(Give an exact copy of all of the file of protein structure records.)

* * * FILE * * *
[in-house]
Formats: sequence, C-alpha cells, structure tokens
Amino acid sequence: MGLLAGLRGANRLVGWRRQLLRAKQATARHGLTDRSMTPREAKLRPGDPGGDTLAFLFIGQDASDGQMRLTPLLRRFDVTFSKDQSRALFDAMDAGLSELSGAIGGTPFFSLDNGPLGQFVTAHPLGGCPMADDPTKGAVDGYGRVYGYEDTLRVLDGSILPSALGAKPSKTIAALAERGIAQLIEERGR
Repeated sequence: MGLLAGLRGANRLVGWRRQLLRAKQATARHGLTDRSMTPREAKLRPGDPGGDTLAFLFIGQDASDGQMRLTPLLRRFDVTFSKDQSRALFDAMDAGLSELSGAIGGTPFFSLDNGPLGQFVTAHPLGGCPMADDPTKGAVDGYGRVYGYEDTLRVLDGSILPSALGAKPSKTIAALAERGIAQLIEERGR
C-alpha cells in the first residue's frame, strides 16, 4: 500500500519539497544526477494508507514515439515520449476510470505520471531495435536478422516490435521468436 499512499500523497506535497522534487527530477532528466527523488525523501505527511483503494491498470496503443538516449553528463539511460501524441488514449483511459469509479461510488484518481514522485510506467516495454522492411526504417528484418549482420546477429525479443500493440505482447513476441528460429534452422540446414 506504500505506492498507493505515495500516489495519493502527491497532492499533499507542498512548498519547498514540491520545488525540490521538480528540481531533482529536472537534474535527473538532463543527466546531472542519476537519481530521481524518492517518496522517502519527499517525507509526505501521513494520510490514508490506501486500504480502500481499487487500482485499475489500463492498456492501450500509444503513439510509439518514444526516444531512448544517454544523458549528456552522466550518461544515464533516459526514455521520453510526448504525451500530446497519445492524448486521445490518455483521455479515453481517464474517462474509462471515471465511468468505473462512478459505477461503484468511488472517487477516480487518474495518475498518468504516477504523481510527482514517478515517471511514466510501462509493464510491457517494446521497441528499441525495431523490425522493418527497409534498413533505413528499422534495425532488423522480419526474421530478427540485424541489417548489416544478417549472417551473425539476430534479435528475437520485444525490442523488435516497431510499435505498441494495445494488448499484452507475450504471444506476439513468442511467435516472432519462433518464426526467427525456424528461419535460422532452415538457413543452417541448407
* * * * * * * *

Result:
[in-house]
Formats: sequence, C-alpha cells, structure tokens
Amino acid sequence: MGLLAGLRGANRLVGWRRQLLRAKQATARHGLTDRSMTPREAKLRPGDPGGDTLAFLFIGQDASDGQMRLTPLLRRFDVTFSKDQSRALFDAMDAGLSELSGAIGGTPFFSLDNGPLGQFVTAHPLGGCPMADDPTKGAVDGYGRVYGYEDTLRVLDGSILPSALGAKPSKTIAALAERGIAQLIEERGR
Repeated sequence: MGLLAGLRGANRLVGWRRQLLRAKQATARHGLTDRSMTPREAKLRPGDPGGDTLAFLFIGQDASDGQMRLTPLLRRFDVTFSKDQSRALFDAMDAGLSELSGAIGGTPFFSLDNGPLGQFVTAHPLGGCPMADDPTKGAVDGYGRVYGYEDTLRVLDGSILPSALGAKPSKTIAALAERGIAQLIEERGR
C-alpha cells in the first residue's frame, strides 16, 4: 500500500519539497544526477494508507514515439515520449476510470505520471531495435536478422516490435521468436 499512499500523497506535497522534487527530477532528466527523488525523501505527511483503494491498470496503443538516449553528463539511460501524441488514449483511459469509479461510488484518481514522485510506467516495454522492411526504417528484418549482420546477429525479443500493440505482447513476441528460429534452422540446414 506504500505506492498507493505515495500516489495519493502527491497532492499533499507542498512548498519547498514540491520545488525540490521538480528540481531533482529536472537534474535527473538532463543527466546531472542519476537519481530521481524518492517518496522517502519527499517525507509526505501521513494520510490514508490506501486500504480502500481499487487500482485499475489500463492498456492501450500509444503513439510509439518514444526516444531512448544517454544523458549528456552522466550518461544515464533516459526514455521520453510526448504525451500530446497519445492524448486521445490518455483521455479515453481517464474517462474509462471515471465511468468505473462512478459505477461503484468511488472517487477516480487518474495518475498518468504516477504523481510527482514517478515517471511514466510501462509493464510491457517494446521497441528499441525495431523490425522493418527497409534498413533505413528499422534495425532488423522480419526474421530478427540485424541489417548489416544478417549472417551473425539476430534479435528475437520485444525490442523488435516497431510499435505498441494495445494488448499484452507475450504471444506476439513468442511467435516472432519462433518464426526467427525456424528461419535460422532452415538457413543452417541448407